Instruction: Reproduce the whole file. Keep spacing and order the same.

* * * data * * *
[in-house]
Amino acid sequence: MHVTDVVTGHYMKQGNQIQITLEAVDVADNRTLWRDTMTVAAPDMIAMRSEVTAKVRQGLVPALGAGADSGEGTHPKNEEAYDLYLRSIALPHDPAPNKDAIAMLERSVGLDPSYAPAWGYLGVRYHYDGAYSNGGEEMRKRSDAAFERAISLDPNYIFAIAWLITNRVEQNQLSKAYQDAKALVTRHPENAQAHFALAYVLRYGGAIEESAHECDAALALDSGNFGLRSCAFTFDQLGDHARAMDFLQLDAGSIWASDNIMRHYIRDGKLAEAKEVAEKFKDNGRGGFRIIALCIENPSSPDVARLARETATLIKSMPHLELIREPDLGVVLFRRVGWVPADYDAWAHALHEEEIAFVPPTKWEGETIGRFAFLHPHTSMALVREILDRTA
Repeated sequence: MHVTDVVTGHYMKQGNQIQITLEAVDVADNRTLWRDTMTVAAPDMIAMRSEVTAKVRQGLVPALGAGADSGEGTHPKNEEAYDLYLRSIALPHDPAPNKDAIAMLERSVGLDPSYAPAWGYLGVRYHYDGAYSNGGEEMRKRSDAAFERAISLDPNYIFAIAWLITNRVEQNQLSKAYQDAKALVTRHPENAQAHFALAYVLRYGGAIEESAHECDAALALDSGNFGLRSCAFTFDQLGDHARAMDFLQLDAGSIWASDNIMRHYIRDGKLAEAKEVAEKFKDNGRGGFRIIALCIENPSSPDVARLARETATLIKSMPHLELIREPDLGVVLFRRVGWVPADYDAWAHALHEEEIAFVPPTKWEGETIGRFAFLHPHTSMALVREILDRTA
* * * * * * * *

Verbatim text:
[in-house]
Amino acid sequence: MHVTDVVTGHYMKQGNQIQITLEAVDVADNRTLWRDTMTVAAPDMIAMRSEVTAKVRQGLVPALGAGADSGEGTHPKNEEAYDLYLRSIALPHDPAPNKDAIAMLERSVGLDPSYAPAWGYLGVRYHYDGAYSNGGEEMRKRSDAAFERAISLDPNYIFAIAWLITNRVEQNQLSKAYQDAKALVTRHPENAQAHFALAYVLRYGGAIEESAHECDAALALDSGNFGLRSCAFTFDQLGDHARAMDFLQLDAGSIWASDNIMRHYIRDGKLAEAKEVAEKFKDNGRGGFRIIALCIENPSSPDVARLARETATLIKSMPHLELIREPDLGVVLFRRVGWVPADYDAWAHALHEEEIAFVPPTKWEGETIGRFAFLHPHTSMALVREILDRTA
Repeated sequence: MHVTDVVTGHYMKQGNQIQITLEAVDVADNRTLWRDTMTVAAPDMIAMRSEVTAKVRQGLVPALGAGADSGEGTHPKNEEAYDLYLRSIALPHDPAPNKDAIAMLERSVGLDPSYAPAWGYLGVRYHYDGAYSNGGEEMRKRSDAAFERAISLDPNYIFAIAWLITNRVEQNQLSKAYQDAKALVTRHPENAQAHFALAYVLRYGGAIEESAHECDAALALDSGNFGLRSCAFTFDQLGDHARAMDFLQLDAGSIWASDNIMRHYIRDGKLAEAKEVAEKFKDNGRGGFRIIALCIENPSSPDVARLARETATLIKSMPHLELIREPDLGVVLFRRVGWVPADYDAWAHALHEEEIAFVPPTKWEGETIGRFAFLHPHTSMALVREILDRTA